Two Major Artworks on Display
Two major works of mine are currently on display in this group exhibition: Sandbanks and Burning Down The House.
Worth collecting, these two artworks represent a critical milestone in my career as they are respectively the first two pieces in large format sporting the unique vertically textured style I stumbled upon and further developed over the last years, demonstrating in full effect the true potential of this particular, never-seen-before style.
Presenting a surprisingly inviting tactile quality, the innovative texture is made using a painting knife by sculpting numerous layers of oil paint in a highly-controlled manner to recreate a pattern similar to an endless series of small vertical slats.
This three dimensional pattern generates in turn a lenticular screen effect which increases the painting's brightness and glow by focusing all reflected light to the front of the artwork and towards the viewer. This also causes the artwork's appearance to change constantly with varying angles and distances, its overall colour and composition morphing progressively into different shapes and intensity from the observer's position.
Read below the stories behind Sandbanks and Burning Down The House to learn more about the creative process that inspired them and to fully appreciate first-hand the unique and immersive experience of these exceptional works when visiting the exhibition, up until March 11th at Galerie Youn!
If you missed the vernissage back in January, Galerie Youn has recently released a video of this group exhibition where they invited newly discovered talents to present some of their latest works alongside current gallery artists.
Filmed just before the opening and realized by Claudel Désir, the video showcases featured works along with interviews of exhibiting artists Mark Liam Smith, Mass Dousseurk, Robin Crofut-Brittingham, gallery owner Juno Youn and myself.
The Stories Behind the Pieces
The Inspiration for Sandbanks
This piece was produced following a short summer vacation at the Sandbanks Provincial Park beach in Ontario. I wanted to recreate an abstracted impressionistic view of an island surrounded by beaches as if it was seen from above, with emerging sand banks bathing in shallow waters. As one moves alongside the piece from the left, the painting's overall aspect turns gradually from a richer and more colourful version to a lighter dominant white composition, inducing a certain visual effect akin to waves running along the canvas.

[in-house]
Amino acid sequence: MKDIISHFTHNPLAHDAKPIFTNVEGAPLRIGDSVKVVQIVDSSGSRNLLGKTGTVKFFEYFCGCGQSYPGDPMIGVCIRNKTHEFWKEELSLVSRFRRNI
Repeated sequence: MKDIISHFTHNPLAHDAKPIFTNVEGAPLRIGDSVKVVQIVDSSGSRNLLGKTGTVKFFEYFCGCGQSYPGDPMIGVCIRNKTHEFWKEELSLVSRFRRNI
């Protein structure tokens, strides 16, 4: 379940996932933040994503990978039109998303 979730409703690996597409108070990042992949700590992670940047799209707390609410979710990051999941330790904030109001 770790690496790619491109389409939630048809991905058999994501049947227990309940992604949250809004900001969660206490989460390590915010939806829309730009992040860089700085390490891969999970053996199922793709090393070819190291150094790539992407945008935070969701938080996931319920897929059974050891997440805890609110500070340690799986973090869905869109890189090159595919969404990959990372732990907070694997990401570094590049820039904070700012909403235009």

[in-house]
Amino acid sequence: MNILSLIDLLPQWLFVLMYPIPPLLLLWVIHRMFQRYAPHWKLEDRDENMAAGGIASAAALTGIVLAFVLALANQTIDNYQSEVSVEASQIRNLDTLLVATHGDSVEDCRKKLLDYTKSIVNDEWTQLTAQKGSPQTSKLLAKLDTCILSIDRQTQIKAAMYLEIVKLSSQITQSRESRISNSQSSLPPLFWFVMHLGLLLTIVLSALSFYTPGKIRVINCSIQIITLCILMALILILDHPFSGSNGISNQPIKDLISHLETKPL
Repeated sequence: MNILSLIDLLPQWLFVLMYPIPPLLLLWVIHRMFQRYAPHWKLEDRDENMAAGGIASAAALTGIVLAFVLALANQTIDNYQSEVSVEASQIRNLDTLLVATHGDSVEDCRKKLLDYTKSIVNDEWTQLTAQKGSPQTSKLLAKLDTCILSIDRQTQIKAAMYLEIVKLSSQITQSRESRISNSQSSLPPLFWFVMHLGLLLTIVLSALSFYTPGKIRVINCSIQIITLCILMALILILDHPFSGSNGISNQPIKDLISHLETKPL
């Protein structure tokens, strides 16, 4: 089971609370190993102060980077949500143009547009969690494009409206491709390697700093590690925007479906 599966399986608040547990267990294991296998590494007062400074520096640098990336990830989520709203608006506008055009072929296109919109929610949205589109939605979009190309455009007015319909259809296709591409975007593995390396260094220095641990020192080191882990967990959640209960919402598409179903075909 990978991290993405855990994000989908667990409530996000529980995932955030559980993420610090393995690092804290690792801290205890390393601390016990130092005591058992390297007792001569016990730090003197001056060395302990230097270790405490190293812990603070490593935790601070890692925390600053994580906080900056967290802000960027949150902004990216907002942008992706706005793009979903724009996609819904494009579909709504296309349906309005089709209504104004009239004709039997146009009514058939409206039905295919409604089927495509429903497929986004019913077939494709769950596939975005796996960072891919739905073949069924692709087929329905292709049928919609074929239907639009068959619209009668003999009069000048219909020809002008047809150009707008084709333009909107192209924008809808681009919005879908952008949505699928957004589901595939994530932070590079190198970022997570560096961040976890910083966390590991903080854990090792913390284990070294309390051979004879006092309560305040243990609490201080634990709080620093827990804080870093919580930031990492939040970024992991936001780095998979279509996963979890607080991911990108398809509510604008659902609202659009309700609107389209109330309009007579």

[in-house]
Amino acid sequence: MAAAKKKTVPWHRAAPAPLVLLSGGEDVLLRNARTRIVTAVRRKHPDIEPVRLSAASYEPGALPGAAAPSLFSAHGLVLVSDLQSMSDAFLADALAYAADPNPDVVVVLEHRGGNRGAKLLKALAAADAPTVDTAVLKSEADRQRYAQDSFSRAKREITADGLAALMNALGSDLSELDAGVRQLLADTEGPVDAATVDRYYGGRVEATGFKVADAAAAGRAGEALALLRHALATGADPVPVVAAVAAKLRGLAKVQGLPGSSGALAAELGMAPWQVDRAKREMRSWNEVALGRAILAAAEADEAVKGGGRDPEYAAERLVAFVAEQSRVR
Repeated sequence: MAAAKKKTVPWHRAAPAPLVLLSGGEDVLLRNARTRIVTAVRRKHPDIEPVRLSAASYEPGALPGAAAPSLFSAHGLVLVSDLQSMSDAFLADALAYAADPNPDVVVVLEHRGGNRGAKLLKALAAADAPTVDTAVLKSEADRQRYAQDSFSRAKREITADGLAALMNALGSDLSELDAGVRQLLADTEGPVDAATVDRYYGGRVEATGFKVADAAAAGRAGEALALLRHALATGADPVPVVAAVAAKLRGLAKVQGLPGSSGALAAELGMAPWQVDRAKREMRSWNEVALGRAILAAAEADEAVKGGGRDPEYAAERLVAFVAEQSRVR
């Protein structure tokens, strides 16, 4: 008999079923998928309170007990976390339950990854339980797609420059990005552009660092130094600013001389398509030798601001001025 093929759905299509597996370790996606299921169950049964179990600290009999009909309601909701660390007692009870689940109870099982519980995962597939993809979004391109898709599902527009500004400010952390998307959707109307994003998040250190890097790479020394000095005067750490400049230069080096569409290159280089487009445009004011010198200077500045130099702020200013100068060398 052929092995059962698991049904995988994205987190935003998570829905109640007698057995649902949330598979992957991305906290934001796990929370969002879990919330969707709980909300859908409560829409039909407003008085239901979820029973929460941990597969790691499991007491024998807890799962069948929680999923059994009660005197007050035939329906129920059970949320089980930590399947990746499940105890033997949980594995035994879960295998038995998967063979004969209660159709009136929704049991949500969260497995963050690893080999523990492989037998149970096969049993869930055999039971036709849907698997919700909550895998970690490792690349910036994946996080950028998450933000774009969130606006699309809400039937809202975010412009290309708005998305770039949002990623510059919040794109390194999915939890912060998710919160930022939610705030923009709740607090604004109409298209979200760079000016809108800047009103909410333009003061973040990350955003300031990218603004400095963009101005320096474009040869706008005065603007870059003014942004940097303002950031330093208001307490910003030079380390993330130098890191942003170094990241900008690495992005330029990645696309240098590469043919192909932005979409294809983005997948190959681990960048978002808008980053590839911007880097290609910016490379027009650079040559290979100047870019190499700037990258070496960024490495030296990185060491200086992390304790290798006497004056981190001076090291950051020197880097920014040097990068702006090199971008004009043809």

Somehow, this alternating sequence of white and coloured slats always reminded me afterwards of late 19th century zoetrope illustrations, with the texture almost giving the illusion of old animation reels plastered on the canvas where each vertical slat would represent a slightly different illustration all lined up in sequence.
A Peculiar Creative Process for Burning Down The House
The title Burning Down The House was chosen in reference to a song bearing the same name by one of my favourite new wave bands, the Talking Heads.*
Upon listening to it time and again over the last months (and also while making this piece!), I kept thinking about the lyrics in how they seemed to resonate with me in a certain way, as if they talked about the challenges and hurdles of being a full-time artist, the insane amount of pressure felt trying to live from our art, of “burning down” a decent career to avoid “bursting into flames”, “listening to ourselves” and “jumping overboard” in a leap of faith to follow our dreams in the hope that we “might get what we’re after…”
Unbeknownst to me at that time, the band’s lead-singer and guitarist David Byrne had once declared in an interview that the lyrics as were in fact completely meaningless, written by first throwing and making nonsense syllables over the music only to fit with the rhythm and the phrasing...
After thoughtful consideration, one could qualify the text of the song as a form of abstraction, since without direct meaning or representational of any reality! With the propensity of the mind to fill in the blanks when confronted to abstract art, a parallel could be drawn between the song and the artwork: each and everyone “sees” or understands something slightly different when attempting to interpret the piece; drawing from their own personal experience with the hope to find some sort of familiar ground to relate to and build upon it.
(*) The song Burning Down the House became the Talking Heads’ highest charting hit in North America; it was released in 1983 as the first single of their fifth album, Speaking in Tongues. You can find the song's lyrics here on Google Play Music.